We’ve been talking about alternative fuels since the great oil embargo of 1973, but no dice. A friend of mine from Holland says all Americans are the same. “You put your hands over your eyes and plugs in your ears,” he often tells me. “You know what’s coming, but you don’t seem to worry about it.”
He’s dealing with gasoline prices of $7-$8 (and climbing) a gallon in his home country.
Are such prices going to be the norm in the U.S.? Well, that’s a tough question, but that’s not the point of this article. Still, the thought has merit, and not all Americans are covering their eyes and plugging their ears. The world’s automakers are tackling that question, which poses some interesting concerns for tire dealers.
Have you checked out the compact Chevrolet Cobalt with its 14-inch tires, or the Honda Fit with P175/65R14 on the front and P195/55R14 on the rear? By the way, the tires on the Fit require 33 psi front and 38 psi rear. Far cry from the booming 20- and 22-inch OE tires we were hearing about just months ago.
This will be one of your re-learns as sub-compacts and micro-compacts find their way into today’s market.
Note, too, that the Honda Fit is 20-inches shorter than the Civic Sedan, weighs 2,900 pounds, and cranks out 109 horsepower. None of the new sub- and micro-compacts are going to be fast – some might even question their safety – but they promise to stretch the fuel dollar a lot further than even some of the hybrids out there. And that’s the hot button today.
There are already complaints that the narrower tires will even follow the rain grooves cut into the concrete on expressways. If you’ve ever experienced this kind of ride you know you have to hang onto the steering wheel for dear life. This is simply the nature of the beast so don’t let the customer tell you it’s the tire’s fault. My experience decades ago in VW Beetles taught me a thing or two.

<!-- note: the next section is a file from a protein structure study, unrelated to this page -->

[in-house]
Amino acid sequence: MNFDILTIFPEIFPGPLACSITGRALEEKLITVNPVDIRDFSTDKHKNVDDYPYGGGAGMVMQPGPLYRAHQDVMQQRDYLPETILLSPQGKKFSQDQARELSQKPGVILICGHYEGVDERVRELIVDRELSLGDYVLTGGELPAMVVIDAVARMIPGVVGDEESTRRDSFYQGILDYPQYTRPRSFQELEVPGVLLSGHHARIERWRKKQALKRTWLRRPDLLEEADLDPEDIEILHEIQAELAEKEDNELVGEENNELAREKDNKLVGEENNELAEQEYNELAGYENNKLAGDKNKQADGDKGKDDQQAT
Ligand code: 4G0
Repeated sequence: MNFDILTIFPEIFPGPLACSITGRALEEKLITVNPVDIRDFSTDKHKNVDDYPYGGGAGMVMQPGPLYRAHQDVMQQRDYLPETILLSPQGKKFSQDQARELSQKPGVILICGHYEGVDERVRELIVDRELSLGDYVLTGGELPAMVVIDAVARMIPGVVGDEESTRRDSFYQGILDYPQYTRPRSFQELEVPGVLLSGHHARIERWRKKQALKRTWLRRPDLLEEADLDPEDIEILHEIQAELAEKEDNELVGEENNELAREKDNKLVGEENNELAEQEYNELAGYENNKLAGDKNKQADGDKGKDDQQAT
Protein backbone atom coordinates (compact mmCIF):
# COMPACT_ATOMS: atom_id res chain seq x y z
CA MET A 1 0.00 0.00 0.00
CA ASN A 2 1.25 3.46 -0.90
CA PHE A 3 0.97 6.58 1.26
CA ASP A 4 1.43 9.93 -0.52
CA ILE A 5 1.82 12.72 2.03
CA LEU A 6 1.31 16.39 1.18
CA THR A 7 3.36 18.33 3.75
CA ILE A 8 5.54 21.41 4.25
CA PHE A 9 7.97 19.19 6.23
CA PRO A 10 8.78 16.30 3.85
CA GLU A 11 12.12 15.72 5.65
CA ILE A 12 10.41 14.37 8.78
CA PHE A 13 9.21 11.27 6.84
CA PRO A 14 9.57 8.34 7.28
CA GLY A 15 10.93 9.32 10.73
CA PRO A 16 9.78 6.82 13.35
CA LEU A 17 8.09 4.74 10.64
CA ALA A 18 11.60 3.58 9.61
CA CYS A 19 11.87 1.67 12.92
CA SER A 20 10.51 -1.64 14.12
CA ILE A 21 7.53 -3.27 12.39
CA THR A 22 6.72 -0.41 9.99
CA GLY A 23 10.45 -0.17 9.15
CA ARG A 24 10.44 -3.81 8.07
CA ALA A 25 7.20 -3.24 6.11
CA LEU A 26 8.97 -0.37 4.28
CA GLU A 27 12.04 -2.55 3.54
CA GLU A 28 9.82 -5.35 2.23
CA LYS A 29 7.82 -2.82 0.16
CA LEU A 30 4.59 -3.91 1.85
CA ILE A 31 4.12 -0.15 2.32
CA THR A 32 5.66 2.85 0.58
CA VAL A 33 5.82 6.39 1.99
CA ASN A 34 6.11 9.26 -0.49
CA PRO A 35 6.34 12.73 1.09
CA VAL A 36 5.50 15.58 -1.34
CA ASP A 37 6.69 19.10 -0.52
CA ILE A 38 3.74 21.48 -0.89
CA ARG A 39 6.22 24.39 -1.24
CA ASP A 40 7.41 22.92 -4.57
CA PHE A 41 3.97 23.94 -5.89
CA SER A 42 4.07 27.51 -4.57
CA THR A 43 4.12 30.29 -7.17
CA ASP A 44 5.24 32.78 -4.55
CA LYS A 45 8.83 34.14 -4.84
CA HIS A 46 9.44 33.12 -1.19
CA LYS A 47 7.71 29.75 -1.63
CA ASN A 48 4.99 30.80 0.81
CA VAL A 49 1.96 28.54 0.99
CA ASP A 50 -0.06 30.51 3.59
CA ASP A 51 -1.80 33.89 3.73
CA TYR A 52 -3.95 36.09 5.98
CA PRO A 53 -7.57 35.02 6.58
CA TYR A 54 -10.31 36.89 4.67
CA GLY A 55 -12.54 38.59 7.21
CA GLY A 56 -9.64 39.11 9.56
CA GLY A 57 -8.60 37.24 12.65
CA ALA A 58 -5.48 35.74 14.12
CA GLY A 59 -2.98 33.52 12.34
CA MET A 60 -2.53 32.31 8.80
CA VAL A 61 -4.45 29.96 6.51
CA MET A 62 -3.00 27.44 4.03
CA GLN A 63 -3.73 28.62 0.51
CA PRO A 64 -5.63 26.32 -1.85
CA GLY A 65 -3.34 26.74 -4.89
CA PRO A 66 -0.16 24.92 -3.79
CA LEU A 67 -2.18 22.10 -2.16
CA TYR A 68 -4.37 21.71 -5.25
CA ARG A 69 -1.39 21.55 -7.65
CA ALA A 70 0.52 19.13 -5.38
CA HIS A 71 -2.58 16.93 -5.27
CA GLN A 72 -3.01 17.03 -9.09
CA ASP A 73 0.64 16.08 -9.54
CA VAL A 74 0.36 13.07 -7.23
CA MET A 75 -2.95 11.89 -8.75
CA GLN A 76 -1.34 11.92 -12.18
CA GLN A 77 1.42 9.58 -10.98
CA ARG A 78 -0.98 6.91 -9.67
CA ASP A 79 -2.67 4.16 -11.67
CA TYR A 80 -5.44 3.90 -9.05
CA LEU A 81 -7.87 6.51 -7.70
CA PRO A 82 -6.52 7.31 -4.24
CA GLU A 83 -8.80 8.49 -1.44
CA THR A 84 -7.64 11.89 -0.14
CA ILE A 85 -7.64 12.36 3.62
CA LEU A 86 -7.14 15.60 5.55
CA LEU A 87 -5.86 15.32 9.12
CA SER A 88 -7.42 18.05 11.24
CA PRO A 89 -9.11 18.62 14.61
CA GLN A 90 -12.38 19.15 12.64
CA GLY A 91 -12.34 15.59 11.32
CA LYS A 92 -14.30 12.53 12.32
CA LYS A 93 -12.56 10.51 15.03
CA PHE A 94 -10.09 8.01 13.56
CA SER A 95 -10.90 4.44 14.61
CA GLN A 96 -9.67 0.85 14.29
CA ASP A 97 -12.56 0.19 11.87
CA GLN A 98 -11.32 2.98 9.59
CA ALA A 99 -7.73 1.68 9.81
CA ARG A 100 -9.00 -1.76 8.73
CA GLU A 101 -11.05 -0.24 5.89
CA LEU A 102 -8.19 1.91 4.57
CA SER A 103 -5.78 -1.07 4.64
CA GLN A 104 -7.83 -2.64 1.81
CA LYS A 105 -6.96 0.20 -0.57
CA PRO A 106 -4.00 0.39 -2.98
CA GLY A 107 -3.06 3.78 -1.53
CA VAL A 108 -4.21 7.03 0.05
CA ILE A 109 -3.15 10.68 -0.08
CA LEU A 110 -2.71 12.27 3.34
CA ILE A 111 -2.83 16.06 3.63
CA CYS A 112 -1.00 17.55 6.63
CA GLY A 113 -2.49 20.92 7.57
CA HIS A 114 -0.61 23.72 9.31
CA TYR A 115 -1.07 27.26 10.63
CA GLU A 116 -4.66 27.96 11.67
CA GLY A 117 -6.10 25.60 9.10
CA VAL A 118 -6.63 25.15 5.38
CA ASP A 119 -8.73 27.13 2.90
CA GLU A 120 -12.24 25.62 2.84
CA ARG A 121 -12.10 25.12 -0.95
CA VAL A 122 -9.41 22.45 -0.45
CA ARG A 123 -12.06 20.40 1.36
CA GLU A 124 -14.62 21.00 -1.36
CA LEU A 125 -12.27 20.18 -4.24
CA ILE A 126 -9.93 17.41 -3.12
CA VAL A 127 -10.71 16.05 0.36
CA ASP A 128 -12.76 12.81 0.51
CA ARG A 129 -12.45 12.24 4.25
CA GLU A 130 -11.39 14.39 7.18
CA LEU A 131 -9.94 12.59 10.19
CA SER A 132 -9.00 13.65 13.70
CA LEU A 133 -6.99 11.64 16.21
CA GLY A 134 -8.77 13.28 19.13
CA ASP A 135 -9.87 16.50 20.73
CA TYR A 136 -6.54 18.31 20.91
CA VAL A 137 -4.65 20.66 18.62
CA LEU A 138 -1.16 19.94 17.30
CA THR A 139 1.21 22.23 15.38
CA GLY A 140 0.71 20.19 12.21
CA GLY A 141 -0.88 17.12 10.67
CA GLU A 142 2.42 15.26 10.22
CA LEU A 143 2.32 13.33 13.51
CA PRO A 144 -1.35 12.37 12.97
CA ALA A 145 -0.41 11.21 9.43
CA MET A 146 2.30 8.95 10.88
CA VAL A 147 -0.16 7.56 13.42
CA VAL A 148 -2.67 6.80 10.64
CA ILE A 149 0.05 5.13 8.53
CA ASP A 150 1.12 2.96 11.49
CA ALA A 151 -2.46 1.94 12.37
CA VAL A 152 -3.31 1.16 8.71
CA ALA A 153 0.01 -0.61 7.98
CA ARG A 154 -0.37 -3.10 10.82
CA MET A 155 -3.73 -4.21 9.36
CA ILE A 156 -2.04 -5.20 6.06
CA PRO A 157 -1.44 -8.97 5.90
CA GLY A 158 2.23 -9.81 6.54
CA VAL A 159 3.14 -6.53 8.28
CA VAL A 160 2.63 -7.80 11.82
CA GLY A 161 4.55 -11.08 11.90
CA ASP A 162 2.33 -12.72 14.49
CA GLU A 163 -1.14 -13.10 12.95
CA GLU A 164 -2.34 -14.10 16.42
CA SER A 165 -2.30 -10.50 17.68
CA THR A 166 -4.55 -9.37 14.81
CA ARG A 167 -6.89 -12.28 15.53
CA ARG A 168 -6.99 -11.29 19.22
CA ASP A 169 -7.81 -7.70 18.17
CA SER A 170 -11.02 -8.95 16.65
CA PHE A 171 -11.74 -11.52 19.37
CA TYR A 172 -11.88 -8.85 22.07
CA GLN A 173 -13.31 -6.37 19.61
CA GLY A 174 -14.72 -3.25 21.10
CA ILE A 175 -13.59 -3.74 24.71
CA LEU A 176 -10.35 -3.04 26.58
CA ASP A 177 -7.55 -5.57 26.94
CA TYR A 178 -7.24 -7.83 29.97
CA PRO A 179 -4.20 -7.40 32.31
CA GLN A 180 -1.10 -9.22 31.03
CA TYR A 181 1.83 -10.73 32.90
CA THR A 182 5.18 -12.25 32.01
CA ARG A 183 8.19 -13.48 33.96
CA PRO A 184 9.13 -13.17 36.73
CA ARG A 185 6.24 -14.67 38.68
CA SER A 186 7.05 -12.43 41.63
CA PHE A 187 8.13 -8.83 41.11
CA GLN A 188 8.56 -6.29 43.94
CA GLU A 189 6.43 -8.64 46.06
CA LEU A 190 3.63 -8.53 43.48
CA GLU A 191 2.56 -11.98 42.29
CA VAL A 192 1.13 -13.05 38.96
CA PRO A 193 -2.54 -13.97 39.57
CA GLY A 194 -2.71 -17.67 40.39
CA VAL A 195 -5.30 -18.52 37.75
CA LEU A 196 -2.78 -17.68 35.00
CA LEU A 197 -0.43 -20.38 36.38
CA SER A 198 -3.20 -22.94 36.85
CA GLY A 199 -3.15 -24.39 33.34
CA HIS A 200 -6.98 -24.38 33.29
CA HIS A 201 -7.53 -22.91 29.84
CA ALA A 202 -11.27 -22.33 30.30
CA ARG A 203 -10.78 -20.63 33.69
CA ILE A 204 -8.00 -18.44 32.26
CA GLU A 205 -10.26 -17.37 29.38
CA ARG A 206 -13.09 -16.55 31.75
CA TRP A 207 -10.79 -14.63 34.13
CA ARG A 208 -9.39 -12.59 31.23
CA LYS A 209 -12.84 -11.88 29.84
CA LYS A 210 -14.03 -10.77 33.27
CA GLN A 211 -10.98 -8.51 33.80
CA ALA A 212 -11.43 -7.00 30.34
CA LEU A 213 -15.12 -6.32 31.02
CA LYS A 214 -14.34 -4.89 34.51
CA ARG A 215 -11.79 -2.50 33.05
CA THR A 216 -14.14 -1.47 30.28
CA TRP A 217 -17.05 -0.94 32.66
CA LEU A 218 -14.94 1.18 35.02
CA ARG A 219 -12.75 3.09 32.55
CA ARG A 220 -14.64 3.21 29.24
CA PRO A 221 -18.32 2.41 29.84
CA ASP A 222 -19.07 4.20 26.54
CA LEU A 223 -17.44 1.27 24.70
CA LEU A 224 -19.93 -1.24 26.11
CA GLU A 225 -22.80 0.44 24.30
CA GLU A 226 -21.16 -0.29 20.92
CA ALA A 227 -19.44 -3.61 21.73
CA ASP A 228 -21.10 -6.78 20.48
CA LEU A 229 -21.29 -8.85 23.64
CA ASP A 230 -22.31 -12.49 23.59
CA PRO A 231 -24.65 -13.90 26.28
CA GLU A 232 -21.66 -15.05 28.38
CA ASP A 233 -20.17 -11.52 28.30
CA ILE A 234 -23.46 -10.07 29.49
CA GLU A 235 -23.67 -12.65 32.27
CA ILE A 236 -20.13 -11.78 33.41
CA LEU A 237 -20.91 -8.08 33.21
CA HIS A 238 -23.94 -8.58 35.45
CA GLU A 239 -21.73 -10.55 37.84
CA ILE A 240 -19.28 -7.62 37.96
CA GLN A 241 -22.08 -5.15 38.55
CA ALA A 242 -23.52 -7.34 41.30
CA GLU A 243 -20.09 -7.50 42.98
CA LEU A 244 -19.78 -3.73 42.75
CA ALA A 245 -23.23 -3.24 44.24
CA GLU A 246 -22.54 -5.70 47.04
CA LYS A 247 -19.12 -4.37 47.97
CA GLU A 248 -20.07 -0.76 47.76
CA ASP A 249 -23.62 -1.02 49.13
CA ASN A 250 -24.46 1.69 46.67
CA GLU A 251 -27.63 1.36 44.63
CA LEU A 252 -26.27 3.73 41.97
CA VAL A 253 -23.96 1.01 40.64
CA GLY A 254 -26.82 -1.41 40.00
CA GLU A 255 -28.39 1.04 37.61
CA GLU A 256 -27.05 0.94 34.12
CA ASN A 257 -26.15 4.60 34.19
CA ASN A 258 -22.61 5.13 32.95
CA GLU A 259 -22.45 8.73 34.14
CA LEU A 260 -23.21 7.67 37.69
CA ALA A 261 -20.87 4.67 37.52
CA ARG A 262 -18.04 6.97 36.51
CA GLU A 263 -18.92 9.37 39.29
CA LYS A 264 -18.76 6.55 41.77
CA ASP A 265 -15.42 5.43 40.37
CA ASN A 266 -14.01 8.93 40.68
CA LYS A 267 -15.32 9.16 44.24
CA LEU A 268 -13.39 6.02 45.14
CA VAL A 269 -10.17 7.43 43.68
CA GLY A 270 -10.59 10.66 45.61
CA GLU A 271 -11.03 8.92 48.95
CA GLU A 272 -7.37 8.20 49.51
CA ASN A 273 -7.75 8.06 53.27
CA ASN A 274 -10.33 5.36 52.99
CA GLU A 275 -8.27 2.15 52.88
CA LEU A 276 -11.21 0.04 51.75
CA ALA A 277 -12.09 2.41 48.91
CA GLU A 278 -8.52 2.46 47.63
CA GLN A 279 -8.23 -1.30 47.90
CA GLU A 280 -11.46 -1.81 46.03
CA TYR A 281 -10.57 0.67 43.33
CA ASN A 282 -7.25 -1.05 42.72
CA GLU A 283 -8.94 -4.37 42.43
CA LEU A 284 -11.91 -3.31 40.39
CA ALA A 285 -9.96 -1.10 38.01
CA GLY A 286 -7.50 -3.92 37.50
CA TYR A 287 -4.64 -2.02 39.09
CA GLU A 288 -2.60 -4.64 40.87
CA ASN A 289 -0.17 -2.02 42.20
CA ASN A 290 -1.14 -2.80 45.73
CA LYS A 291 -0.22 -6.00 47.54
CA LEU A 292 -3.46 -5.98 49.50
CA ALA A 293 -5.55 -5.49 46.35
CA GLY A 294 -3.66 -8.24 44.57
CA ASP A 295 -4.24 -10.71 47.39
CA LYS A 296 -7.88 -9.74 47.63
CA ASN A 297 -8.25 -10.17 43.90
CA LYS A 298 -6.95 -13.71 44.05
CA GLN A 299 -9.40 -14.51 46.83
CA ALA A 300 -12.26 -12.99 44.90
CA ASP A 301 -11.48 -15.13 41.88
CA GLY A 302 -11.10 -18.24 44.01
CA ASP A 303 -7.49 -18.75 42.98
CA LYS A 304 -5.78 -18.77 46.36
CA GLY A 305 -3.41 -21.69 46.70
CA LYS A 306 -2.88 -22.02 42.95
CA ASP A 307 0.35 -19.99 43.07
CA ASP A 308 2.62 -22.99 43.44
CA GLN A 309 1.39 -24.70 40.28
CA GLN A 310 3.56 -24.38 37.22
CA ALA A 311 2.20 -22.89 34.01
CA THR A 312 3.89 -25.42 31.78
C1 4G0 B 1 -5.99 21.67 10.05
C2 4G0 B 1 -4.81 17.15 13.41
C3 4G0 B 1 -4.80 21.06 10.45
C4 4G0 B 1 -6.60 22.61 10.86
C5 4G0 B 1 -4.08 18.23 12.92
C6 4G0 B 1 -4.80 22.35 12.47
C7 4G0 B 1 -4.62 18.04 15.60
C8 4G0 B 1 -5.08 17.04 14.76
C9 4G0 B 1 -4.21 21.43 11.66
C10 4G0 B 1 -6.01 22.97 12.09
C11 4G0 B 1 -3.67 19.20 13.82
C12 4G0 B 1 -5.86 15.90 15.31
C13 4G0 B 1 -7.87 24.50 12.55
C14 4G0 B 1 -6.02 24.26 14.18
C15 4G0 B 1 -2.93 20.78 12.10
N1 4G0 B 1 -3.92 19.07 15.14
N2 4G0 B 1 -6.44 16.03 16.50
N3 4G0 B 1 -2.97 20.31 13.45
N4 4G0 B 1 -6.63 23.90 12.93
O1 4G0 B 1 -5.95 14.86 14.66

These new vehicles are commuter cars, which will find happy homes in many places. They became quite popular in the crowded urban areas of Europe and Asia, where parking is almost non-existent and, as you saw above, fuel is far from cheap.
Speaking of parking, did you know that two Smart cars will fit in a standard parking space? Not end to end, mind you. Sideways, with room to spare.
Probably the most startling new car to hit these shores in decades is the 1,800-to 2,400-pound Mercedes Benz engineered, Mitsubishi-powered 70 horsepower, 3 cylinder Smart ForTwo car. Here’s another relearn. The Smart comes with a variety of tire sizes, with larger rears than fronts. Here’s an example: With nine-spoke alloys, the Smart ForTwo comes OE with 150/60R15 up front and 175/55R15 at the rear.